Sacramento County department heads want about $60 million more than the county administrator is recommending in the $3.5 billion budget proposed for the coming fiscal year.
That's according to a copy of the proposed 2012-13 budget released Tuesday by County Executive Brad Hudson.
While the budget gap is smaller in this proposal than in previous years, it's the fifth straight year of budget deficits for the county.
Hudson said very few, if any, employees will be laid off under his budget. That's because the county has more than 700 positions that were funded but not filled in this year's budget.
This is the first budget for Hudson, who has been criticized for releasing his proposal weeks later than predecessors, and just days before the Board of Supervisors starts budget hearings next week.
Supervisors will have to figure out how to resolve the discrepancies between what department heads and Hudson want before approving a budget next week.
Hudson said Tuesday night that the delays on his budget proposal were the result of him working out solutions.
"I've been trying to work this over the last few weeks to try to get this into shape," Hudson said. "I wanted to fund the board's priorities and not have disruptions in employment."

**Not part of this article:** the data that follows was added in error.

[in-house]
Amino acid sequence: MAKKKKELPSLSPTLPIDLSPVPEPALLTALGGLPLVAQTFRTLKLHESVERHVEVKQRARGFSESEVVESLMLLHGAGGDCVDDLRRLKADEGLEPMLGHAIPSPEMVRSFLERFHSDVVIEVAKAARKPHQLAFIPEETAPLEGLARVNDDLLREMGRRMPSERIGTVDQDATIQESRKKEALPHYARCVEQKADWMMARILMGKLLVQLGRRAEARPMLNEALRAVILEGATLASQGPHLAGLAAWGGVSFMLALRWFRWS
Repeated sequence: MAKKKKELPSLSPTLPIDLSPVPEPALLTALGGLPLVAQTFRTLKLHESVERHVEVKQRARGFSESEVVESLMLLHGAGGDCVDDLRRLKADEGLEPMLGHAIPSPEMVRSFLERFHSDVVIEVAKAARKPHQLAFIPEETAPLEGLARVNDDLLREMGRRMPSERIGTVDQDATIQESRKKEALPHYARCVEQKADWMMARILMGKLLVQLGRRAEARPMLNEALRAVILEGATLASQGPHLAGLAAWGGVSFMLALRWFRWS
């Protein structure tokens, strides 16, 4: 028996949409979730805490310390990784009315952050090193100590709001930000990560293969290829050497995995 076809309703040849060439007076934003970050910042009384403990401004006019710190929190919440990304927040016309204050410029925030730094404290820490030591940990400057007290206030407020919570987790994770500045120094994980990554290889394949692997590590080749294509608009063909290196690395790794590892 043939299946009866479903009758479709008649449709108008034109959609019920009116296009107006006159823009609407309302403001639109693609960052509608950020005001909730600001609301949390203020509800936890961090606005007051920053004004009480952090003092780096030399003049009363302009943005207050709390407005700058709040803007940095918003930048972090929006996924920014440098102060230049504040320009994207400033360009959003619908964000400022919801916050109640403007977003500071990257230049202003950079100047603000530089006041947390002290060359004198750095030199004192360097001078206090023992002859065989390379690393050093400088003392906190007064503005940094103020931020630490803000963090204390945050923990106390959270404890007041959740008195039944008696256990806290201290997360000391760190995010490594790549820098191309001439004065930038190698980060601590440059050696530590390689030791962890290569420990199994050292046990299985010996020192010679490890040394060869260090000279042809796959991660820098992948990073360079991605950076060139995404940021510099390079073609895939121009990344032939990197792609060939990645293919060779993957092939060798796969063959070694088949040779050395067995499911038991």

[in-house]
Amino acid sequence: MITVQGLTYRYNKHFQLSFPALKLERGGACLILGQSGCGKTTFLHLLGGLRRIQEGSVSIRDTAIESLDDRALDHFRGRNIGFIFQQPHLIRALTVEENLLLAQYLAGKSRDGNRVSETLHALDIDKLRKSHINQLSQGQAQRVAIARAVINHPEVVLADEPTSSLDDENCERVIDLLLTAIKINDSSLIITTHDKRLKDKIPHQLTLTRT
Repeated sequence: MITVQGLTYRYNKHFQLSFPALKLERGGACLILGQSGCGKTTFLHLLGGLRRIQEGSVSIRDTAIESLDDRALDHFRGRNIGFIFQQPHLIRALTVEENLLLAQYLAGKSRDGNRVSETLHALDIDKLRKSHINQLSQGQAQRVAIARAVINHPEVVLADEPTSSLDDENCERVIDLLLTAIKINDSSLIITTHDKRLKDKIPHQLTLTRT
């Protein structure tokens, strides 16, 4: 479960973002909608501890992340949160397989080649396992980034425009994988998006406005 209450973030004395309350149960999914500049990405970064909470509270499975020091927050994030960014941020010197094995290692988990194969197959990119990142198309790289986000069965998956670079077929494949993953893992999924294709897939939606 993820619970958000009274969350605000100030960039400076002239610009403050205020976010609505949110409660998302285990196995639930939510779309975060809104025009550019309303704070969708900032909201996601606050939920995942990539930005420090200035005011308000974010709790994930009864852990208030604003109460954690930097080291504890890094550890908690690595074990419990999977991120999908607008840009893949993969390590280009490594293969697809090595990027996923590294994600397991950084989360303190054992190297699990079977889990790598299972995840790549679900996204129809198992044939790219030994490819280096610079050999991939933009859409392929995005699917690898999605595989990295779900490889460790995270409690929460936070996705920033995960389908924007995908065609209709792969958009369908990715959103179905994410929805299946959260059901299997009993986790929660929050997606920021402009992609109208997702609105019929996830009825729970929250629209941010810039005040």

As a result, he said, the budget document has already become outdated in some respects.
For instance, the budget says the Sheriff's Department is facing a $30 million gap between what Sheriff Scott Jones requested and what Hudson recommended. But the real figure is closer to $10 million because of solutions identified by Hudson and Jones, Hudson said.
Jones and District Attorney Jan Scully will determine how they want to handle the budget cuts in their departments because they're elected. Last year, they lobbied supervisors hard to reduce proposed cuts to their departments.
The District Attorney's Office is facing a deficit of about $2.2 million.
In other departments, Hudson has made recommendations to the board about how to handle cuts.
Hudson said he will recommend eliminating about 100 unfilled positions in the coming year.
The Human Assistance Department is slated to lose the most unfilled positions 23, including eight lost in the last year. The department has faced criticism from advocates for the poor because of delays in processing welfare benefits.
Hudson's budget anticipates that revenue overall will be about the same as last year. But some costs notably salaries in the Sheriff's Department and pension costs for all employees will go up.